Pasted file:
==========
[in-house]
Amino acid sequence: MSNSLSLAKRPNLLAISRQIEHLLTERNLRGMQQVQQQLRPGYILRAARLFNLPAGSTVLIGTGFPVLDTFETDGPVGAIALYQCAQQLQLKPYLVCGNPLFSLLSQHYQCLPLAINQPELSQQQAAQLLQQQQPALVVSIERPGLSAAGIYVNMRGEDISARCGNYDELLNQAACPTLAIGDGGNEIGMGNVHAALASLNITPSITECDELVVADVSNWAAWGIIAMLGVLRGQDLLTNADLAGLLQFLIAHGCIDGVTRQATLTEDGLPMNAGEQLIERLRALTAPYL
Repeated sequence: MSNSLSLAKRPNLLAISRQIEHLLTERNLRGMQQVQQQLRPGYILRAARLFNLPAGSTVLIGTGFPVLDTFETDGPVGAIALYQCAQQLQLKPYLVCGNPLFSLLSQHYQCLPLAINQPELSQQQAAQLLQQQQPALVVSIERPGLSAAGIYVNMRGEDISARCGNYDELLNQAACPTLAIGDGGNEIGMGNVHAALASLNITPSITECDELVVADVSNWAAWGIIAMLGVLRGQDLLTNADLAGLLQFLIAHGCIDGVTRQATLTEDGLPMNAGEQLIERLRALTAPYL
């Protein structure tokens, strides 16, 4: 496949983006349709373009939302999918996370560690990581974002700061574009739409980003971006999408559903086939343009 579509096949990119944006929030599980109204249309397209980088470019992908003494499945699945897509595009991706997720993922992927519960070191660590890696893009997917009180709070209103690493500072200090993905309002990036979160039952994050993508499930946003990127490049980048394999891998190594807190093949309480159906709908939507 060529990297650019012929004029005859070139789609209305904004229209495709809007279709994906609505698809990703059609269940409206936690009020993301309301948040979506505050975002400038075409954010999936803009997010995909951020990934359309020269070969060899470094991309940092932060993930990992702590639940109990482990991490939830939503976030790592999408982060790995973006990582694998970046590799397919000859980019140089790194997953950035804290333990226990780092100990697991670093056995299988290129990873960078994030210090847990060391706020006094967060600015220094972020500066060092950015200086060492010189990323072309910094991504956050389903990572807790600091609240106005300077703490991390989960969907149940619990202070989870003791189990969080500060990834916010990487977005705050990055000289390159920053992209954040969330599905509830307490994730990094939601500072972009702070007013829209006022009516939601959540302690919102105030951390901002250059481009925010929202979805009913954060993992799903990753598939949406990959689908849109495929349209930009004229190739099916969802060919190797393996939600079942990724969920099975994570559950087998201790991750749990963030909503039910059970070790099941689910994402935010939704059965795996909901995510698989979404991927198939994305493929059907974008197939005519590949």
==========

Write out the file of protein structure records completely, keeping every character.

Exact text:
[in-house]
Amino acid sequence: MSNSLSLAKRPNLLAISRQIEHLLTERNLRGMQQVQQQLRPGYILRAARLFNLPAGSTVLIGTGFPVLDTFETDGPVGAIALYQCAQQLQLKPYLVCGNPLFSLLSQHYQCLPLAINQPELSQQQAAQLLQQQQPALVVSIERPGLSAAGIYVNMRGEDISARCGNYDELLNQAACPTLAIGDGGNEIGMGNVHAALASLNITPSITECDELVVADVSNWAAWGIIAMLGVLRGQDLLTNADLAGLLQFLIAHGCIDGVTRQATLTEDGLPMNAGEQLIERLRALTAPYL
Repeated sequence: MSNSLSLAKRPNLLAISRQIEHLLTERNLRGMQQVQQQLRPGYILRAARLFNLPAGSTVLIGTGFPVLDTFETDGPVGAIALYQCAQQLQLKPYLVCGNPLFSLLSQHYQCLPLAINQPELSQQQAAQLLQQQQPALVVSIERPGLSAAGIYVNMRGEDISARCGNYDELLNQAACPTLAIGDGGNEIGMGNVHAALASLNITPSITECDELVVADVSNWAAWGIIAMLGVLRGQDLLTNADLAGLLQFLIAHGCIDGVTRQATLTEDGLPMNAGEQLIERLRALTAPYL
């Protein structure tokens, strides 16, 4: 496949983006349709373009939302999918996370560690990581974002700061574009739409980003971006999408559903086939343009 579509096949990119944006929030599980109204249309397209980088470019992908003494499945699945897509595009991706997720993922992927519960070191660590890696893009997917009180709070209103690493500072200090993905309002990036979160039952994050993508499930946003990127490049980048394999891998190594807190093949309480159906709908939507 060529990297650019012929004029005859070139789609209305904004229209495709809007279709994906609505698809990703059609269940409206936690009020993301309301948040979506505050975002400038075409954010999936803009997010995909951020990934359309020269070969060899470094991309940092932060993930990992702590639940109990482990991490939830939503976030790592999408982060790995973006990582694998970046590799397919000859980019140089790194997953950035804290333990226990780092100990697991670093056995299988290129990873960078994030210090847990060391706020006094967060600015220094972020500066060092950015200086060492010189990323072309910094991504956050389903990572807790600091609240106005300077703490991390989960969907149940619990202070989870003791189990969080500060990834916010990487977005705050990055000289390159920053992209954040969330599905509830307490994730990094939601500072972009702070007013829209006022009516939601959540302690919102105030951390901002250059481009925010929202979805009913954060993992799903990753598939949406990959689908849109495929349209930009004229190739099916969802060919190797393996939600079942990724969920099975994570559950087998201790991750749990963030909503039910059970070790099941689910994402935010939704059965795996909901995510698989979404991927198939994305493929059907974008197939005519590949």